Think of ways you can take your class outside to learn. Plant a garden and then chart the growth of your produce. Study shadows on a page. Do math problems with chalk on the playground. Take an environmental walk. Teachers at Centreville Elementary School are required to teach outdoors at least once a week. "We want kids to look at their own environment and be a part of it," says Principal Dwayne Young. "It gets them out and moving."
11. Raise Funds Without Food.
If you are the staff liaison with a school club, steer the group away from unhealthy food sales. There are other ways for the band to make money than to sell candy bars or for the German club to peddle gummy bears. Try selling wrapping paper or magazines or having a car wash.
12. Say Cheers to Water.
Let kids bring refillable water bottles to class. Research shows that it's a healthy way to stay hydrated and it saves all those trips to the water fountain. Worried about the mess? "Some teachers were afraid kids would spill it, but it almost never happens," says Young. It's a responsibility and a source of pride for kids to have their own water bottles-just like the grown-ups, he says. Some schools provide water bottles with the school's logo or a bottle holder to hook onto the student's desk.
13. Ask Kids to Keep a Food Log.
Post the food pyramid in your room and talk about a healthy eating plan. Have students use the scientific process to hypothesize whether they eat a balanced diet, and use the information that students collect to analyze diets for quality and for eating all of the recommended food groups, suggests Francesca Zavacky, senior program manager with the National Association for Sport and Physical Education. Here's an easy-to-use form.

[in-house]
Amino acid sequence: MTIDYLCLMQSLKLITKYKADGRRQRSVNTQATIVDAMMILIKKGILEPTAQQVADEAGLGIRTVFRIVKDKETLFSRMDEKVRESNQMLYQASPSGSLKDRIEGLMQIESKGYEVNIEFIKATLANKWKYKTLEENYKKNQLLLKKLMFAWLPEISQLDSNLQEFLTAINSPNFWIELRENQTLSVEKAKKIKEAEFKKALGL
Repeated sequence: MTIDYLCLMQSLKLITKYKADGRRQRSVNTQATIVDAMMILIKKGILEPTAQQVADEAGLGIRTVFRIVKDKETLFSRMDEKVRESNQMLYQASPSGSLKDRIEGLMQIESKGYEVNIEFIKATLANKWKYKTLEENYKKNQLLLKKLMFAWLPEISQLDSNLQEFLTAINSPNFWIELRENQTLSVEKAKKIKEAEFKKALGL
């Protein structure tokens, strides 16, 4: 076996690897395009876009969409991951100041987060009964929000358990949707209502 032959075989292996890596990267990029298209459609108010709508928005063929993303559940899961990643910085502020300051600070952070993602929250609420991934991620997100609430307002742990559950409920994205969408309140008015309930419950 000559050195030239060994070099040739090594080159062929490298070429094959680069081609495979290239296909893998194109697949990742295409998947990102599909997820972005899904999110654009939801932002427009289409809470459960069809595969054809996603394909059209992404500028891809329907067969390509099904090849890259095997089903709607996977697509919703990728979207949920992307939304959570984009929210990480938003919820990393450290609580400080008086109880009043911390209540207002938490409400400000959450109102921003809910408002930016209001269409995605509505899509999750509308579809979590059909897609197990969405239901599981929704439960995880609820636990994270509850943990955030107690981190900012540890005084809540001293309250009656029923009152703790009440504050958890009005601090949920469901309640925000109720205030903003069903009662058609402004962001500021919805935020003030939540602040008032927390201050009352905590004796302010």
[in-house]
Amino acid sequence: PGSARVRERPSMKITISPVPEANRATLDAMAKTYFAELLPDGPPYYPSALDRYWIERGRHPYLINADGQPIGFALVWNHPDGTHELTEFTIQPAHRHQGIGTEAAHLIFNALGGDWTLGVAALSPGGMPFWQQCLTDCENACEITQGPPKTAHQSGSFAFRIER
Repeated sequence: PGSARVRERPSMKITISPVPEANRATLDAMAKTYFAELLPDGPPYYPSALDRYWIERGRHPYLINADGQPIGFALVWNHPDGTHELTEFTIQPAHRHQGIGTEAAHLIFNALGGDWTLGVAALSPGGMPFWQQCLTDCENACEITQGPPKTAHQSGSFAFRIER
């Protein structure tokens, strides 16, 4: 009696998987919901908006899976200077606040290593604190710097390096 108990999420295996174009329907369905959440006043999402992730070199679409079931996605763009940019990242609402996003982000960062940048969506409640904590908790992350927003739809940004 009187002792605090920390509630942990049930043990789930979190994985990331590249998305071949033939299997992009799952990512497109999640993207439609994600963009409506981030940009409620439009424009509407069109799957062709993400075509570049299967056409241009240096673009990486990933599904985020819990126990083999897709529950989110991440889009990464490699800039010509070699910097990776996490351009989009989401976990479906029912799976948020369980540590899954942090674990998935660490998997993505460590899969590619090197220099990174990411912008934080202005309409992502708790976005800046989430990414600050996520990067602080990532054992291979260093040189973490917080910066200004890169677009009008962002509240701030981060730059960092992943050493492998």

14. Fuel Up at Snack Time.
In Grand Forks Public Schools in North Dakota, if kids bring a snack it must be a fruit or vegetable. "The cool thing is that a fruit or vegetable is the perfect-size package," says Bev Benda, a licensed registered dietician who was a nutrition supervisor in Grand Forks as it piloted the new program. "A lot of kids were bringing in Pop-Tarts and eating 340 calories one hour before lunch. They weren't hungry." After the program was in place, kids started coming to lunch ravenous and eating better. Benda was called in to explain the policy to new parents at kindergarten "round-up," but after two years it wasn't necessary. "I got nothing but applause. It had become part of the culture," she says. Some schools sell snacks mid-morning from a set list of healthy foods, such as string cheese, raisins, or sunflower seeds.
15. Be a Role Model.
"When you spend six to eight hours a day with kids, there are lots of ways that teachers can do some positive modeling and reinforce healthy living," says Sarah Krieger, spokesperson for the American Dietetic Association and a registered dietician in St. Petersburg, Florida.
At snack time have kids bring something high-protein and low-fat to keep their energy level up. A cheese stick and apple, low-fat yogurt and a small handful of nuts or dried fruit are all good choices, says Krieger. Talk about "everyday foods" and "sometimes food," avoiding labels of good and bad.
Seize the time during breaks or lunch to get some exercise yourself. Squeeze in a walk or pop into your school's weight room to lift or do exercises. Tell your kids about how good you feel after working out to inspire them.
Consider being a part of a school wellness program. At South Jefferson Elementary School in Jefferson County, West Virginia, physical education teacher Chris Atkins leads an exercise class in the gym twice a week after school, and once a month he organizes an activity, such as white-water rafting or paintball, for staff and their families. He gave pedometers to all 50 staff members and split them into teams to compete for walking the most this year. Atkins also offered to measure the staff's BMI at the beginning of the year and help them work on lowering it throughout the year.
The steps you take to improve your own overall health may send the most powerful message of all to students. We're in this together!